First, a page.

Cosmocentric Intrinsic Value (1 Viewer)

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In the early 1990’s, space scientists Richard Haynes and Christopher McKay identified a lacuna within environmental ethics while investigating the ethics of terraforming Mars. According, biocentric ethics, spreading the seeds of life to lifeless worlds is by default permissible, and arguably obligatory. Their main source was Eugene Hargrove’s (1986) landmark anthology Beyond Spaceship Earth, whose authors discussed the ethical implications of space exploration. However, none of the authors in Beyond Spaceship Earth argued that nonliving worlds were directly morally considerable. For example, Holmes Rolston, III, argued that lifeless worlds that do not systemically contribute to the intrinsic value of life nevertheless possess a formed integrity that calls for ideals of attitude, but not direct moral duties. Yet the intuitive and religiously sanctioned principle of the sanctity of existence indeed calls for direct moral duties to a lifeless Mars. Haynes and McKay suggested that this lacuna within environmental ethics could be filled by a cosmocentric ethic that would recognize the intrinsic value of Mars even if Mars proved to be lifeless. The metaethical question is whether there is cosmocentric intrinsic value.

I believe that Rolston’s biocentric intrinsic value may be reconstructed and transformed into cosmocentric intrinsic value. According to Rolston, the functional organization and behavior of living organisms is evidence for biological intrinsic valuing, and that genetic programs are the efficient cause of such functional organization. However, Richard Lewontin and others have argued that there are several reasons for believing that genetic programs will never turn out to be useful explanatory posits within biology. Nevertheless, Rolston’s evidence for biological intrinsic valuing remains untouched and must be accounted for.

According to the selected effect theory of functional organization, a thing’s function is just what it was selected for by natural selection. Therefore, we can easily account for functional organization within biology by simply appealing to the natural selection of physical structures and behaviors, and eliminate ontologically onerous and epistemologically otiose genetic programs.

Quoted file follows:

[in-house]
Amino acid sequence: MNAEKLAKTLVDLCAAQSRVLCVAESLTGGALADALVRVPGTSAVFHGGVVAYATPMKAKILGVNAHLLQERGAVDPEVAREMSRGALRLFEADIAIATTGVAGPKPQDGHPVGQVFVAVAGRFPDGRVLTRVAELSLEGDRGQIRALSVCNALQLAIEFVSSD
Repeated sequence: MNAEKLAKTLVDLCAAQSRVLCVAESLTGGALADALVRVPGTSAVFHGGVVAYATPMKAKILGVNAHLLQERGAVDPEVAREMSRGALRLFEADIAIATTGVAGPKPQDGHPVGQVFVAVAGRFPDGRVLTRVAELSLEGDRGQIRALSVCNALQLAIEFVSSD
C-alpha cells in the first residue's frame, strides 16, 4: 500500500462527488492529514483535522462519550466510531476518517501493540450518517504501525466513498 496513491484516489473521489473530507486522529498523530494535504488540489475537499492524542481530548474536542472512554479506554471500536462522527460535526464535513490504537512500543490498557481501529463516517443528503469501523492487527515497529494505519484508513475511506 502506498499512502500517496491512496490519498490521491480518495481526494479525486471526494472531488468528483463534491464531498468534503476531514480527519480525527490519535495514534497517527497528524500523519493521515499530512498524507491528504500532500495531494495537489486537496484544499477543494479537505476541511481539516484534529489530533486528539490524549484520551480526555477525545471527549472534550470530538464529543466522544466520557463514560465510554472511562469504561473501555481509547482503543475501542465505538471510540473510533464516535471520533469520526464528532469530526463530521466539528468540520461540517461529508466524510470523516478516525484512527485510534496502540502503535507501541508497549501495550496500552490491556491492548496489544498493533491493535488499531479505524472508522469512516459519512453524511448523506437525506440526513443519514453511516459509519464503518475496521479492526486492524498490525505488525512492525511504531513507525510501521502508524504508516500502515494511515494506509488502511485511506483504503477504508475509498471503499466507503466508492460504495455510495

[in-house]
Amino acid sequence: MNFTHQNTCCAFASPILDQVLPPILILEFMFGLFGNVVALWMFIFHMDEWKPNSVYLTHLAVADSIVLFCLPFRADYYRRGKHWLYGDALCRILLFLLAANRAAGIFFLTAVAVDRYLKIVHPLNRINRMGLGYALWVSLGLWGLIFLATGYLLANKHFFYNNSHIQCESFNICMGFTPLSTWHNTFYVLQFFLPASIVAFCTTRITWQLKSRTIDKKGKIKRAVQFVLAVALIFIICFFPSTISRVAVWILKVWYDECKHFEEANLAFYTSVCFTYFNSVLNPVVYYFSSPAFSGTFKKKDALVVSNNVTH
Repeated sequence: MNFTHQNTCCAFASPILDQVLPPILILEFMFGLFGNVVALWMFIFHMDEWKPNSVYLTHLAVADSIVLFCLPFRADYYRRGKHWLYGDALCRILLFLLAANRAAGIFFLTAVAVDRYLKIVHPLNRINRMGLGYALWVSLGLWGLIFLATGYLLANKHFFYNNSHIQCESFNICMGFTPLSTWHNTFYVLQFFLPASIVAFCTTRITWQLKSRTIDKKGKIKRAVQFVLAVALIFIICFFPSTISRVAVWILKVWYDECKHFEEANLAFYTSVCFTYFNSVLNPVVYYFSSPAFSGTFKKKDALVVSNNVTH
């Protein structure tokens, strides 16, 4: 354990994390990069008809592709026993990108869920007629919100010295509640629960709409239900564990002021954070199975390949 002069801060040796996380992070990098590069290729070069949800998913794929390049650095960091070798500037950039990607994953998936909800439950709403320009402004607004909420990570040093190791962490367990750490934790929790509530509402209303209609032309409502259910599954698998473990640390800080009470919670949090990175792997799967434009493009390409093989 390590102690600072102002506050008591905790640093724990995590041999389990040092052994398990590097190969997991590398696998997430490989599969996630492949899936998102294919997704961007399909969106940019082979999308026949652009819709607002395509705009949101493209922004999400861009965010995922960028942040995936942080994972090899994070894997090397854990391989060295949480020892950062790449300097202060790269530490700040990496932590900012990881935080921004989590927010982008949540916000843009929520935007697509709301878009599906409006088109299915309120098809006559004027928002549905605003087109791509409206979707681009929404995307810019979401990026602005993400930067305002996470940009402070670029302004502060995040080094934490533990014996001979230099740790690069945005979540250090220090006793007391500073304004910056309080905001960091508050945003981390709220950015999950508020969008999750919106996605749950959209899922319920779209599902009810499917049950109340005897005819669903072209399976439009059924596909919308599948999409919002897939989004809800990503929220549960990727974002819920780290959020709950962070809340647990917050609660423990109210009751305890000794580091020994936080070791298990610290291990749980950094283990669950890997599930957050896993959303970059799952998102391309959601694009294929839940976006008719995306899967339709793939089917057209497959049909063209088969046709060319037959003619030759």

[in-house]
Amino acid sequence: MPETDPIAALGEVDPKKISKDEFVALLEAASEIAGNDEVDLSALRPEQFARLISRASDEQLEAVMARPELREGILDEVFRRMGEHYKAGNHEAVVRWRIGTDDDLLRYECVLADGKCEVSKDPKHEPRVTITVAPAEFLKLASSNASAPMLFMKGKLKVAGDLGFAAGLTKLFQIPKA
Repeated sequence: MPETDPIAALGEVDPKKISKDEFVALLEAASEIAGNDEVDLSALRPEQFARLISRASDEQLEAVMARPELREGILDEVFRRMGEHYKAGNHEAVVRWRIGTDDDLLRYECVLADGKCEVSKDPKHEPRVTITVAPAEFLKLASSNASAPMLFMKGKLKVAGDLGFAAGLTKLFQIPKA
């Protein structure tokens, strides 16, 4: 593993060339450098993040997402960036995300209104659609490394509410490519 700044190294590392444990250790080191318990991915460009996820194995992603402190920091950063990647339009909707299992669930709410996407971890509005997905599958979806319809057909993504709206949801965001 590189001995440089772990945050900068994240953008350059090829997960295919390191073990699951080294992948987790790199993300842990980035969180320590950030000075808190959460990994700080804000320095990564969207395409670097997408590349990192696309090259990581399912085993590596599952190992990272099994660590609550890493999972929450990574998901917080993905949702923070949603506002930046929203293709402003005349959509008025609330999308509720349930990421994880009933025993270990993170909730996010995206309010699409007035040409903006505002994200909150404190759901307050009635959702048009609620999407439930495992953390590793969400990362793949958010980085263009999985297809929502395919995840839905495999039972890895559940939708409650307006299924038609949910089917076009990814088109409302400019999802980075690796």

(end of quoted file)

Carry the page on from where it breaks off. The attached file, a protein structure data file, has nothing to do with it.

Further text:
In addition, as early as 1864, George Perkins Marsh in Man and Nature claimed that the weathering of granite was a form of natural selection in the nonliving domain. More recently, the Rice University team that discovered buckminsterfullerene (C60, a.k.a., “buckyballs”) clearly realized that the formation of C60 was the result of a selective process; this realization allowed them to do a proper functional analysis of C60, enabling them to quickly zero-in on the soccerball structure, the discovery for which they received the Nobel prize. Such examples may be multiplied. In general, natural selection is a pervasive force that shapes physical nature at scales that range from the level of a proton to galactic superclusters, and perhaps even the universe itself.

Natural selection of physical systems entails that they are functionally organized—if they were not, they would fall apart and be selected against. Consequently, consistency demands that we recognize the noninstrumental, nonextrinsic, morally considerable, biological-like intrinsic values of “mere” physical systems. Thus, weak anthropocentric Rolstonian formed integrities that call for ideals of attitude are supplemented by cosmocentric Rolstonian intrinsic values that imply moral duties.
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